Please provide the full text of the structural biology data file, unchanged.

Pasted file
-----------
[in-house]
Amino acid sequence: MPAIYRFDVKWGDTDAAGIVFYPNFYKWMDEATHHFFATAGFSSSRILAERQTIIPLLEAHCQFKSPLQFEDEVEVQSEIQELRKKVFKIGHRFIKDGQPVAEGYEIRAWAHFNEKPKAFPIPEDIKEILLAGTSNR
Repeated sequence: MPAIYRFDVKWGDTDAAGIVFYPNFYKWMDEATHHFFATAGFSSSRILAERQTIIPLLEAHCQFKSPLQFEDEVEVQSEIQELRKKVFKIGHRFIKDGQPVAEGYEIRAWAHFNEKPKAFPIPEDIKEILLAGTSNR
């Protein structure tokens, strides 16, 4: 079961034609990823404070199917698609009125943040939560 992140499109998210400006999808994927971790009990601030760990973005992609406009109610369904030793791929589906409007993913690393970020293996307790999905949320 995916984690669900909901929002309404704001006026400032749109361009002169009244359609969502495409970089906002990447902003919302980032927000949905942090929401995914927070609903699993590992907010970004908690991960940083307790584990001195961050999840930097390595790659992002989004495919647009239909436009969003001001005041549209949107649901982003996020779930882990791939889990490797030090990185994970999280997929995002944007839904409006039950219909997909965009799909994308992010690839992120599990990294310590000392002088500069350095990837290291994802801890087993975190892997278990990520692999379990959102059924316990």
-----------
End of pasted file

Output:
[in-house]
Amino acid sequence: MPAIYRFDVKWGDTDAAGIVFYPNFYKWMDEATHHFFATAGFSSSRILAERQTIIPLLEAHCQFKSPLQFEDEVEVQSEIQELRKKVFKIGHRFIKDGQPVAEGYEIRAWAHFNEKPKAFPIPEDIKEILLAGTSNR
Repeated sequence: MPAIYRFDVKWGDTDAAGIVFYPNFYKWMDEATHHFFATAGFSSSRILAERQTIIPLLEAHCQFKSPLQFEDEVEVQSEIQELRKKVFKIGHRFIKDGQPVAEGYEIRAWAHFNEKPKAFPIPEDIKEILLAGTSNR
């Protein structure tokens, strides 16, 4: 079961034609990823404070199917698609009125943040939560 992140499109998210400006999808994927971790009990601030760990973005992609406009109610369904030793791929589906409007993913690393970020293996307790999905949320 995916984690669900909901929002309404704001006026400032749109361009002169009244359609969502495409970089906002990447902003919302980032927000949905942090929401995914927070609903699993590992907010970004908690991960940083307790584990001195961050999840930097390595790659992002989004495919647009239909436009969003001001005041549209949107649901982003996020779930882990791939889990490797030090990185994970999280997929995002944007839904409006039950219909997909965009799909994308992010690839992120599990990294310590000392002088500069350095990837290291994802801890087993975190892997278990990520692999379990959102059924316990």